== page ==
The problem with billionaires bearing liberal gifts

An unlikely partnership between politically opposed billionaires raises questions about the role money plays in …  everything.

Perhaps the most surprising news this week is the unlikely partnership between two billionaires who represent opposite sides of the political spectrum. George Soros, the billionaire known for his liberalism, is partnering with the far-right Charles Koch to fund a Washington think tank that will promote a non-interventionist foreign policy. 

Stephen Kinzer, a senior fellow at the Watson Institute for International and Public Affairs at Brown University, describes his reaction to the announcement in  an op-ed for the Boston Globe:

“The depth of this heresy can only be appreciated by recognizing the meretricious power that nourishes Washington’s think-tank ecosystem… In foreign policy, all major Washington think tanks promote interventionist dogma: the United States faces threats everywhere, it must therefore be present everywhere, and “present” includes maintaining more than 800 foreign military bases and spending trillions of dollars on endless confrontations with foreign countries.”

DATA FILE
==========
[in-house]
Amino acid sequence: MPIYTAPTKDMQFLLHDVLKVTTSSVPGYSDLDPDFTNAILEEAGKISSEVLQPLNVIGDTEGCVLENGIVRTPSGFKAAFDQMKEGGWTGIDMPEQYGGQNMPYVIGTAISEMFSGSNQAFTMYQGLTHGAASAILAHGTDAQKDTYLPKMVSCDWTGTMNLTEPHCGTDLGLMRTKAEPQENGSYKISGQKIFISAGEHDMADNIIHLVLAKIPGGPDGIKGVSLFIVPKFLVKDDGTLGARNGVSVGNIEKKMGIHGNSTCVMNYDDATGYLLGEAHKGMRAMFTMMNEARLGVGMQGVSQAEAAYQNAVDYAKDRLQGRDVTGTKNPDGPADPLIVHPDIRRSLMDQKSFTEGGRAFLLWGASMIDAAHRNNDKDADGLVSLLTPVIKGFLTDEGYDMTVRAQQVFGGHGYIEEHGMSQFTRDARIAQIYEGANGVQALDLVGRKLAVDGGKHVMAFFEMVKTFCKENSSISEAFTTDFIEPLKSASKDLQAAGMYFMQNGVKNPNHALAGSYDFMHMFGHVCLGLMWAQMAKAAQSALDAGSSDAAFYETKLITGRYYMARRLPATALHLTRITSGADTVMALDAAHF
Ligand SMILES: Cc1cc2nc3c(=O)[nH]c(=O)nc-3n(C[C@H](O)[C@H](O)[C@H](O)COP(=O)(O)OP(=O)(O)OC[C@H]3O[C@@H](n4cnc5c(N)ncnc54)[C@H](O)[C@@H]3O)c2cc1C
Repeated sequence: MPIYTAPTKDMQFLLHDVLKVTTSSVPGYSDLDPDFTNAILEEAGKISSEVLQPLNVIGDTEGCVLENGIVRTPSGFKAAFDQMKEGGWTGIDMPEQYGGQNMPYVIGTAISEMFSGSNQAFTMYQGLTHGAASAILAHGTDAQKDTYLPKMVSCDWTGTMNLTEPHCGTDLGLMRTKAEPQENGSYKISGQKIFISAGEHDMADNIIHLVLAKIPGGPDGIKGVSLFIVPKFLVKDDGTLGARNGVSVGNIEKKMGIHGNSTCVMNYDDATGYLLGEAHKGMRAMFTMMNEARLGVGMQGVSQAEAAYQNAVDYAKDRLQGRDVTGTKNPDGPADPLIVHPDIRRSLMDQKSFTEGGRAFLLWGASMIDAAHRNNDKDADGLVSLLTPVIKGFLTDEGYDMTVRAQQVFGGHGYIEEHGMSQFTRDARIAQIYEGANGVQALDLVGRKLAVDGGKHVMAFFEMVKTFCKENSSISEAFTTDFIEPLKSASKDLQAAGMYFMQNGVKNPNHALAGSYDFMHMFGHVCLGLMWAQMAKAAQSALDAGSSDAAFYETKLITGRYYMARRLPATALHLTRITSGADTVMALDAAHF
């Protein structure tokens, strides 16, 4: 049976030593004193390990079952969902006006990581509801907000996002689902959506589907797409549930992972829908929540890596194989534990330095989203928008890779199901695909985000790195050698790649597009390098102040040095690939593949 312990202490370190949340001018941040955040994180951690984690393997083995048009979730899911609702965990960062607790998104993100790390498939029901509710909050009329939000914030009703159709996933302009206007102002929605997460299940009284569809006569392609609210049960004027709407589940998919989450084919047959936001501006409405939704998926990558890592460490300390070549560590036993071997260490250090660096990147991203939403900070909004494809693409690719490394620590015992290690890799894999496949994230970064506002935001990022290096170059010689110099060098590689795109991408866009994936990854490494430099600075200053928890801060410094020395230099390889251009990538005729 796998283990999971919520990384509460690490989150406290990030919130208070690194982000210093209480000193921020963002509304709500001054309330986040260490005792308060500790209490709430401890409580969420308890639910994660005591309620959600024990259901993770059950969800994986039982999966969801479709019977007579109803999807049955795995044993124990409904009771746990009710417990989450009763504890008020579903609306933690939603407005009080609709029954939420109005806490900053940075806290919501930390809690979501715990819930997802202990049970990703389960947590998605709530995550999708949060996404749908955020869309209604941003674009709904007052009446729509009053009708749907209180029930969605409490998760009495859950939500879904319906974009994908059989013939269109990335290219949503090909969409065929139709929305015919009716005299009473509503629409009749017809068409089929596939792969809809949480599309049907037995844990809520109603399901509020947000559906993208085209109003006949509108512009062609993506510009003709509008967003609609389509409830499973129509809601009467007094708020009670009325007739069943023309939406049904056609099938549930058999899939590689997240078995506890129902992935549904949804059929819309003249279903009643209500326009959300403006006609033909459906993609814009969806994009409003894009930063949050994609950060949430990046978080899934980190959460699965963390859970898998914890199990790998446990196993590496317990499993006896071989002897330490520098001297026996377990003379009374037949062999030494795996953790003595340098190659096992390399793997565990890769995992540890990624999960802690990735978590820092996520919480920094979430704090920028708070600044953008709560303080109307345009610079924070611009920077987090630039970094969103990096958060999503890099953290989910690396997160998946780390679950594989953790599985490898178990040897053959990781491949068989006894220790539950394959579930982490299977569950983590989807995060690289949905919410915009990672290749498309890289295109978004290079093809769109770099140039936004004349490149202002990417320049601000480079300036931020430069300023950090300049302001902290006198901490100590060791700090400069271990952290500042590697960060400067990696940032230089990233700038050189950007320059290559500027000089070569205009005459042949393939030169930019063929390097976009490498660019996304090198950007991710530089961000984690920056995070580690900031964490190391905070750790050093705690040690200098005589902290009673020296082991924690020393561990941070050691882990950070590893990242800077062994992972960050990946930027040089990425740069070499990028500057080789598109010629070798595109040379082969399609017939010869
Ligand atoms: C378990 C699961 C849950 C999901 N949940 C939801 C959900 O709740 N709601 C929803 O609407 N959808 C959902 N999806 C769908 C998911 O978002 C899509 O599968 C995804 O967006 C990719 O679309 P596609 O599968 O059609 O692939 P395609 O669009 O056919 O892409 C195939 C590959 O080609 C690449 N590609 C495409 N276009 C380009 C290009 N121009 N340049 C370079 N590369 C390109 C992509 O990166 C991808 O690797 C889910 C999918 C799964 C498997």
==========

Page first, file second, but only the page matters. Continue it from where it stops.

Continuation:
The Quincy Institute for Responsible Statecraft, as it will be known, will be led by a number of critics of American foreign policy, including Trita Parsi, the former president of the National Iranian American Council. Parsi said:

“It shows how important ending endless war is if they’re willing to put aside their differences and get together on this project. We are going to challenge the basis of American foreign policy in a way that has not been done in at least the last quarter-century.”

One of the loudest critics of billionaires bearing liberal gifts is Anand Giridharadas. In his book Winners Take All: the elite charade of changing the world, the former McKinsey consultant turned social critic attempts to answer the question: “What is the relationship between the extraordinary elite generosity of our time, which is real, and the extraordinary elite hoarding of our time?” Giridharadas’s conclusion: that elite generosity is a partner of elite hoarding.

The billionaires’ partnership raises the issue of the role of money in, well, just about everything, explains Kelsey Piper in an article for Vox. 

Institutional pushback against “endless war” feels like a relief and a welcome change in Washington, D.C., but one should temper one’s reaction with a healthy skepticism of billionaires who want to shape the world.